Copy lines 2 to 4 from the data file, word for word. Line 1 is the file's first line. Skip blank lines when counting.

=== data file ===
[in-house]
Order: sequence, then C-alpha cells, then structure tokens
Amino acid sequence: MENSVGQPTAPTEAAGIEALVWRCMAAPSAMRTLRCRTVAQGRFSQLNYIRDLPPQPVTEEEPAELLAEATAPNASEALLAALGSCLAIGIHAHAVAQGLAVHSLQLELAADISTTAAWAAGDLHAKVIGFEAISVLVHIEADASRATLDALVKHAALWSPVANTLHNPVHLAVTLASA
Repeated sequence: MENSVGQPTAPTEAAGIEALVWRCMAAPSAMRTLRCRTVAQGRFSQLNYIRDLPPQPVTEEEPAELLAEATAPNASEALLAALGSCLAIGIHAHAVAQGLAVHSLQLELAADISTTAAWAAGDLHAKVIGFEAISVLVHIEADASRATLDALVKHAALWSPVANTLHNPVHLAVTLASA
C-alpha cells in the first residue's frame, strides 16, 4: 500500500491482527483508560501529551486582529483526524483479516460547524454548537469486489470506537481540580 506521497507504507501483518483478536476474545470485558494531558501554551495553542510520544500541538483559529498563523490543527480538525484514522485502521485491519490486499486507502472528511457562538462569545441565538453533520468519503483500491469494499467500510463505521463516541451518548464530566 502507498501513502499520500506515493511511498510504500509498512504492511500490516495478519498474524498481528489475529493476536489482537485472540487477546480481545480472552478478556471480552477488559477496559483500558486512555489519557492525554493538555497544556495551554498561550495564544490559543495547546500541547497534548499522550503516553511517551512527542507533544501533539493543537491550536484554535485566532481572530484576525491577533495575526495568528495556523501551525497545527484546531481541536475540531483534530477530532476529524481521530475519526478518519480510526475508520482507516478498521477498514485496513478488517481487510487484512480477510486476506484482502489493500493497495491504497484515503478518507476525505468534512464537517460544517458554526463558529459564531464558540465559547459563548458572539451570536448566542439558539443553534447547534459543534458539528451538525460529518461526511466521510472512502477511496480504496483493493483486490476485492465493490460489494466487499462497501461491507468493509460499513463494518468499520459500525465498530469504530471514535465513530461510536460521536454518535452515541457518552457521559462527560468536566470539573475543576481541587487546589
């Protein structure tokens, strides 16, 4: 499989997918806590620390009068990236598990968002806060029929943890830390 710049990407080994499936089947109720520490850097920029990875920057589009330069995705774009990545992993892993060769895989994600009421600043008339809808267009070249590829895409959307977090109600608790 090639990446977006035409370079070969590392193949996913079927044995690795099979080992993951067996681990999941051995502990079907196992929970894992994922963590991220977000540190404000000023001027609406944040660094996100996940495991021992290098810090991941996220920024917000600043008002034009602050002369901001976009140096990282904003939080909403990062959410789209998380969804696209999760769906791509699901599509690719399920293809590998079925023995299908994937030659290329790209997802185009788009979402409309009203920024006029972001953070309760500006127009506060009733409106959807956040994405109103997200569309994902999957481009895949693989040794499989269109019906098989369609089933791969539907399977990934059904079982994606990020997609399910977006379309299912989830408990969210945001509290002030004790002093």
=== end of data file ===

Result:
Order: sequence, then C-alpha cells, then structure tokens
Amino acid sequence: MENSVGQPTAPTEAAGIEALVWRCMAAPSAMRTLRCRTVAQGRFSQLNYIRDLPPQPVTEEEPAELLAEATAPNASEALLAALGSCLAIGIHAHAVAQGLAVHSLQLELAADISTTAAWAAGDLHAKVIGFEAISVLVHIEADASRATLDALVKHAALWSPVANTLHNPVHLAVTLASA
Repeated sequence: MENSVGQPTAPTEAAGIEALVWRCMAAPSAMRTLRCRTVAQGRFSQLNYIRDLPPQPVTEEEPAELLAEATAPNASEALLAALGSCLAIGIHAHAVAQGLAVHSLQLELAADISTTAAWAAGDLHAKVIGFEAISVLVHIEADASRATLDALVKHAALWSPVANTLHNPVHLAVTLASA